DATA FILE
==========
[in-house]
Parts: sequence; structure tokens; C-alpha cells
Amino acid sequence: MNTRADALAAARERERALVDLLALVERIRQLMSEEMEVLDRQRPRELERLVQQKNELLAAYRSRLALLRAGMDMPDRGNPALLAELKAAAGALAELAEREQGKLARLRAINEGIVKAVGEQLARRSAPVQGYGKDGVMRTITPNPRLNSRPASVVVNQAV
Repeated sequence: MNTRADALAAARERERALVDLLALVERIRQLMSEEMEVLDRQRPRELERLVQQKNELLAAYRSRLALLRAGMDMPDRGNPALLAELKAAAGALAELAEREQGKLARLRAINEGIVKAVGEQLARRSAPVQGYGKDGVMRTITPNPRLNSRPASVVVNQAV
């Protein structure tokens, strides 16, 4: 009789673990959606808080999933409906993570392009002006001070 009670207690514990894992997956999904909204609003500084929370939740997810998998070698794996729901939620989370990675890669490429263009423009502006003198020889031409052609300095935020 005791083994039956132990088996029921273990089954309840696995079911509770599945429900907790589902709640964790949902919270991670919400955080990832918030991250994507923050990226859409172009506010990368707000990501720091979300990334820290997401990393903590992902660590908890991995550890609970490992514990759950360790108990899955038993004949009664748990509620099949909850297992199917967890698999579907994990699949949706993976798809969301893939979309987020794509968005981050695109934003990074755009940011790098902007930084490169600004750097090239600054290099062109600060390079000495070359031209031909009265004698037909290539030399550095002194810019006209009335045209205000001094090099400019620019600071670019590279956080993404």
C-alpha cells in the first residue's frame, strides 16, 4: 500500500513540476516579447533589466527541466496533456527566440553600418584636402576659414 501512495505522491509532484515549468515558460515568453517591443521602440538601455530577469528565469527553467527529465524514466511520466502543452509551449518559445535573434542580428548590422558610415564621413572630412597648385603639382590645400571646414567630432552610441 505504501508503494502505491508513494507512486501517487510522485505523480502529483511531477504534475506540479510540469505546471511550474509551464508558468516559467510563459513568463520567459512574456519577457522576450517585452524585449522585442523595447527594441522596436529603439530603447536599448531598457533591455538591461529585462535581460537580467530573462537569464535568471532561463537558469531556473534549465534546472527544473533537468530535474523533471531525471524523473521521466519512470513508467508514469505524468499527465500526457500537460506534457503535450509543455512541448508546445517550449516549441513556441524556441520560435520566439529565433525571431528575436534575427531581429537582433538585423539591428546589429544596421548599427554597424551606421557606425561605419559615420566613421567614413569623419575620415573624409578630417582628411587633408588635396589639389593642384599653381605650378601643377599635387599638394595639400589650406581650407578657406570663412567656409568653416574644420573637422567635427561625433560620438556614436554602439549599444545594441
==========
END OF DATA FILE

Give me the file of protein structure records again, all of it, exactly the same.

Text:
[in-house]
Parts: sequence; structure tokens; C-alpha cells
Amino acid sequence: MNTRADALAAARERERALVDLLALVERIRQLMSEEMEVLDRQRPRELERLVQQKNELLAAYRSRLALLRAGMDMPDRGNPALLAELKAAAGALAELAEREQGKLARLRAINEGIVKAVGEQLARRSAPVQGYGKDGVMRTITPNPRLNSRPASVVVNQAV
Repeated sequence: MNTRADALAAARERERALVDLLALVERIRQLMSEEMEVLDRQRPRELERLVQQKNELLAAYRSRLALLRAGMDMPDRGNPALLAELKAAAGALAELAEREQGKLARLRAINEGIVKAVGEQLARRSAPVQGYGKDGVMRTITPNPRLNSRPASVVVNQAV
């Protein structure tokens, strides 16, 4: 009789673990959606808080999933409906993570392009002006001070 009670207690514990894992997956999904909204609003500084929370939740997810998998070698794996729901939620989370990675890669490429263009423009502006003198020889031409052609300095935020 005791083994039956132990088996029921273990089954309840696995079911509770599945429900907790589902709640964790949902919270991670919400955080990832918030991250994507923050990226859409172009506010990368707000990501720091979300990334820290997401990393903590992902660590908890991995550890609970490992514990759950360790108990899955038993004949009664748990509620099949909850297992199917967890698999579907994990699949949706993976798809969301893939979309987020794509968005981050695109934003990074755009940011790098902007930084490169600004750097090239600054290099062109600060390079000495070359031209031909009265004698037909290539030399550095002194810019006209009335045209205000001094090099400019620019600071670019590279956080993404």
C-alpha cells in the first residue's frame, strides 16, 4: 500500500513540476516579447533589466527541466496533456527566440553600418584636402576659414 501512495505522491509532484515549468515558460515568453517591443521602440538601455530577469528565469527553467527529465524514466511520466502543452509551449518559445535573434542580428548590422558610415564621413572630412597648385603639382590645400571646414567630432552610441 505504501508503494502505491508513494507512486501517487510522485505523480502529483511531477504534475506540479510540469505546471511550474509551464508558468516559467510563459513568463520567459512574456519577457522576450517585452524585449522585442523595447527594441522596436529603439530603447536599448531598457533591455538591461529585462535581460537580467530573462537569464535568471532561463537558469531556473534549465534546472527544473533537468530535474523533471531525471524523473521521466519512470513508467508514469505524468499527465500526457500537460506534457503535450509543455512541448508546445517550449516549441513556441524556441520560435520566439529565433525571431528575436534575427531581429537582433538585423539591428546589429544596421548599427554597424551606421557606425561605419559615420566613421567614413569623419575620415573624409578630417582628411587633408588635396589639389593642384599653381605650378601643377599635387599638394595639400589650406581650407578657406570663412567656409568653416574644420573637422567635427561625433560620438556614436554602439549599444545594441